Can abolishing psychiatry and the police save America (and the world)?

Can abolishing psychiatry and the police save America (and the world)?

In the first of this two-part special edition, we examine how racism, ill-gotten attitudes towards mental illness, and heavy-handed law enforcement continue to devastate Black Americans.

Tanmoy Goswami

Before you begin: a note on this special edition

On January 10, Patrick Warren, Sr., a Black man from Killeen, Texas, was shot dead by a policeman in front of his house. Warren, Sr., was experiencing a mental health crisis, and his family had called for help. Instead, he was met by an officer untrained to handle the situation any other way except by drawing his gun.

This newsletter, part I of a two-part special edition, outlines the antecedents of this shocking violence, which has killed countless other Black Americans living with mental illness, strengthening the case against systemic racism made by the Black Lives Matter and Abolish/Defund the Police protestors.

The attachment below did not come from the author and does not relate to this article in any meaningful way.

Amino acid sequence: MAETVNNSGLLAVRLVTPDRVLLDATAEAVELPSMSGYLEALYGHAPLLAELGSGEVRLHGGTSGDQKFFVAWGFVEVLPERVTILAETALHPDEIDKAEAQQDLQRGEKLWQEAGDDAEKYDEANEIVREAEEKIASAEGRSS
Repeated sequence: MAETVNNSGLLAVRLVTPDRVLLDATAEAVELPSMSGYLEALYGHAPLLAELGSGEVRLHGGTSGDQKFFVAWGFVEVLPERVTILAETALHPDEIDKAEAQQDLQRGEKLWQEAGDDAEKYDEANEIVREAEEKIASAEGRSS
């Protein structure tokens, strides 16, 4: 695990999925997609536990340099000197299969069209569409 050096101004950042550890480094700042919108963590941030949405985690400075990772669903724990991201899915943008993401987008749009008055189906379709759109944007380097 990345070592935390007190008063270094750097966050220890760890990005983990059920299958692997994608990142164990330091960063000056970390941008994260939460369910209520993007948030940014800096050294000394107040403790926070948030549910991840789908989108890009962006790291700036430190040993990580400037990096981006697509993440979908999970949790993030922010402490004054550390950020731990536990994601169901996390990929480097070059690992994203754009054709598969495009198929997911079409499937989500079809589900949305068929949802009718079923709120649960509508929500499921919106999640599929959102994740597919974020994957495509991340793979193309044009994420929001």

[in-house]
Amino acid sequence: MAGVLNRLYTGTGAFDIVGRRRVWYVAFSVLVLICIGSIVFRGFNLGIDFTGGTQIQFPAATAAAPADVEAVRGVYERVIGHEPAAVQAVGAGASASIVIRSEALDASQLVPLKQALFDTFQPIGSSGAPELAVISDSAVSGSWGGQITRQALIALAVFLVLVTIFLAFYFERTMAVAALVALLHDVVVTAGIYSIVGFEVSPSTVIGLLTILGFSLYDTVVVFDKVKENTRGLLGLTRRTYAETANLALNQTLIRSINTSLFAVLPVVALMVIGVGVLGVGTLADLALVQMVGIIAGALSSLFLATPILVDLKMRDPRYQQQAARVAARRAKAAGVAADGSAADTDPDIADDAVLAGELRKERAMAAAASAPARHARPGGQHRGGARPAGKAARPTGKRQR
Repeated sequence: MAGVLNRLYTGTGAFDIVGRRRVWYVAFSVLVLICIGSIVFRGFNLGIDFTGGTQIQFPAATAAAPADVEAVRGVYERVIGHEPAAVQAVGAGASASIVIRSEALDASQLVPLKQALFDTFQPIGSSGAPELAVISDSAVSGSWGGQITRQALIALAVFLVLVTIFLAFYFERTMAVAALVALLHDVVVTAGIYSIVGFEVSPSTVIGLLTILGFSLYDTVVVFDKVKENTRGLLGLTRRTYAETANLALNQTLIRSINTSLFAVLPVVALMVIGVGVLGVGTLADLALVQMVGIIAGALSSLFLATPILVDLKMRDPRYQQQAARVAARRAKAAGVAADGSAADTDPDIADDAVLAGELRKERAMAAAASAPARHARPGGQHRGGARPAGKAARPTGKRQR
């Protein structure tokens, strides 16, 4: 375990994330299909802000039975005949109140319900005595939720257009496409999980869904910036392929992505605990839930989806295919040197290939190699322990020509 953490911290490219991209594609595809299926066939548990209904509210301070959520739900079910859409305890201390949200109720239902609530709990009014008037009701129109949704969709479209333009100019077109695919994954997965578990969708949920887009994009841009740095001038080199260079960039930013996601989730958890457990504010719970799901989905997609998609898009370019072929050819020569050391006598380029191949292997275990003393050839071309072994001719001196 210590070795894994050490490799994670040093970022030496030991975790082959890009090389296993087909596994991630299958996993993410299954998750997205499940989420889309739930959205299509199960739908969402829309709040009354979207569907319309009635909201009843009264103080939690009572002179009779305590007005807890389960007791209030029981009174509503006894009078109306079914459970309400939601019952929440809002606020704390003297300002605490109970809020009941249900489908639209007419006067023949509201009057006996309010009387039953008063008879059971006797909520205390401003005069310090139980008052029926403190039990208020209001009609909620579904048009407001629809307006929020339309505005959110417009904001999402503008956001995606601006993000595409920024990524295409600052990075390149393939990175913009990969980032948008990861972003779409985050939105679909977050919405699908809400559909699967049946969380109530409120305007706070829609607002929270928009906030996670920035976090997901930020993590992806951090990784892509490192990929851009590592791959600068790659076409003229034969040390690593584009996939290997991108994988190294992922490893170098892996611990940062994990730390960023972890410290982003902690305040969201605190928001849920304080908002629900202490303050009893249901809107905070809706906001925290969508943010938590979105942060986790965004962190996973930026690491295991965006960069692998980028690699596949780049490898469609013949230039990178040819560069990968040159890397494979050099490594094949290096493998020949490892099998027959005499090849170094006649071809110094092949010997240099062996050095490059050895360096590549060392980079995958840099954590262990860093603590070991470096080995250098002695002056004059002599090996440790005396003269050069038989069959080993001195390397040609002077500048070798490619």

It also focuses attention on the long and troubling history of power politics that led to mental illnesses like schizophrenia being portrayed — and criminalised — as exclusively Black disorders.

The second and concluding part of this edition will contain extensive commentary from experts about what the ongoing movements to abolish the institutions of policing and psychiatry have in common (or not), and whether abolition can be the answer.

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